Ocracoke's history & its people

Berkley Manor receives OPS Historic District House Award

Berkley Manor Brian Carter (2)

Berkley Manor Photo by Brian Carter

November 12, 2014
By Connie Leinbach and Peter Vankevich

The Ocracoke Preservation Society last night awarded the Berkley Manor, owned by Benjamin “Jamin” and Pam Simmons, with its 2014 Historic District House Award.
This award, which includes a bronze plaque, is for a building which has been maintained, restored or rehabilitated to preserve the architectural features that allowed it to be included as a contributing structure when Ocracoke’s  historic district was established in 1990.
“They did a great job keeping it as close to the original building as possible,” Brown said about the restoration completed in 2012.  Brown said the committee that selects a winner uses a scoring system and that four different properties were in contention this year with the Berkley having received the most points.
According to a June 2012 story in the Ocracoke Observer about the renovation, the Berkley Manor was the first of four unique buildings scattered around the perimeter of Silver Lake designed by industrialist Sam Jones in the 1950s. Jones favored gabled dormers, large central turrets and wooden shingles which he said “gave a warm, hospitable and welcoming look.”
The building had gone through several owners after Jones died in 1977. Most recently it sat for almost 10 years with the windows and doors open, shingles falling off and major roof damage before the Simmons’ purchased it and did a total overhaul in 2012.
In addition to the Berkley, he built the Castle B&B, the Home Place, where he and his family stayed in while on Ocracoke, and the Whittler’s Club (now a private residence) on Silver Lake Road.
The Ocracoke Historic District is an irregular area surrounding Silver Lake Harbor. It consists of 232 contributing buildings, 15 contributing cemeteries, four contributing structures (the lighthouse, cisterns, picket fences, and docks), 139 non-contributing buildings, and one non-contributing structure. On Sept. 28, 1990 it was entered into the National Register of Historic Places.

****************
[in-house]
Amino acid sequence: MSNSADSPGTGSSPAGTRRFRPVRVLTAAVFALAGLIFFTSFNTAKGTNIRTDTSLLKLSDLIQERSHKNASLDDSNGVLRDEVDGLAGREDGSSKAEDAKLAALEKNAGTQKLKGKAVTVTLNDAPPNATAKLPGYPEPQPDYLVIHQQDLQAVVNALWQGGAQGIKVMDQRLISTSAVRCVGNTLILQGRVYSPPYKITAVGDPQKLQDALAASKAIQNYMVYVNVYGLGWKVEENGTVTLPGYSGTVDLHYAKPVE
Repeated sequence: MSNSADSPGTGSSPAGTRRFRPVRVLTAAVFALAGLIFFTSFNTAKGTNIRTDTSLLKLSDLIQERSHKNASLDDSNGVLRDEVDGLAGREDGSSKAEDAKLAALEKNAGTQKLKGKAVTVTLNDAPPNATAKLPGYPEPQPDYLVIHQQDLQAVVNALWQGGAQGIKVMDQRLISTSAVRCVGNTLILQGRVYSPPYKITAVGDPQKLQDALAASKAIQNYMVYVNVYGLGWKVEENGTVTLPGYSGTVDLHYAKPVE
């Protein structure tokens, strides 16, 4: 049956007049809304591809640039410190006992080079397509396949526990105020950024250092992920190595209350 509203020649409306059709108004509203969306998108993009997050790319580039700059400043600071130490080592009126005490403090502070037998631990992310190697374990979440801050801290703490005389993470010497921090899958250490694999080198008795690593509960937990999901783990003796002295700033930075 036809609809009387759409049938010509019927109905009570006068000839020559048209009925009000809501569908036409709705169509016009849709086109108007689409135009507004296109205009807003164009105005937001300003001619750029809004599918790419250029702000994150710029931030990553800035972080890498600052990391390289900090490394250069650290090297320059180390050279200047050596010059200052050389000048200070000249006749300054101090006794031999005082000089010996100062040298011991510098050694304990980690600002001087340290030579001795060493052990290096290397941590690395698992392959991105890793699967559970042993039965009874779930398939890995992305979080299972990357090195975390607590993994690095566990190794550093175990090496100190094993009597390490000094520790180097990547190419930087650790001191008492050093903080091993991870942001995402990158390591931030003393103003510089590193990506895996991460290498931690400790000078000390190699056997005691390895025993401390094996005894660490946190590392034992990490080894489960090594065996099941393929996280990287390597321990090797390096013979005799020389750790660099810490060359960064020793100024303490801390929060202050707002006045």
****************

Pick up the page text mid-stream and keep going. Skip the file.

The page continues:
Previous winners compiled by Philip Howard are:

  • Blanche Howard Jolliff, the Stacy Howard House, 1989
  • John Thomas and Mildred O’Neal, the Ivey and Eliza O’Neal House, 1990
  • James Barrie and Ellen Gaskill, Albert Styron’s Store, 1991
  • Keith and Isabella McDermott, the John Wilson McWilliams House, 1992
  • Fannie Pearl Fulcher, the Amasa Fulcher House, 1993
  • Jerry and Pam Sheets, the Horatio Jones Williams House, 1994
  • Ruby Garrish, the Simpson-Basnett Garrish House, 1995
  • Cape Hatteras National Park Service, the Ocracoke Lightkeeper’s Quarters, 1996
  • Andy and Mary Anderson, the Albert Styron House, 1997
  • Myra Edwards Wahab, the James Hatton Wahab House, 1998
  • Alton Ballance, the Isaac O’Neal House, 1999
  • Timothy Midgett, the Bragg-Tolson House, 2000
  • Isabella Morris, the Eliza and William I. O’Neal House, 2001
  • William Nathan and Janet Spencer, the Esther and Andrew Spencer House, 2002
  • Robert and Debbie Kornegay, the Preston and Bertha Garrish House, 2003
  • Lynn Russell, the John N. Midgette House, 2004
  • Philip Howard, the Bragg-Howard House, 2005
  • Robert Temple and Sundae Horn, the William & Lillian Jackson House, 2006
  • Michael and Paula Schramel, the James Henry Garrish House, 2007
  • John R. Mitchell, Jr., the Tilman W. O’Neal House, 2008
  • David Senseney (owner), James and Susan Paul (leasees), the Community Store, 2008 (Special award for restoration of public space inside & outside)
  • David Senseney, the Sound Front Inn/Chase-Bragg-Boos House, 2009
  • Tom and Carol Pahl, the Uriah Garrish House/Ocracoke Restoration Company, 2010
  • Mike and Nicola Spencer; the Hattie and Samuel Tilden Spencer House, Lighthouse Road, and George and Betty Chamberlain for the Merchant Mariner Gift Shop (Downpoint Decoy Shop)
  • No awards in 2012 or 2013

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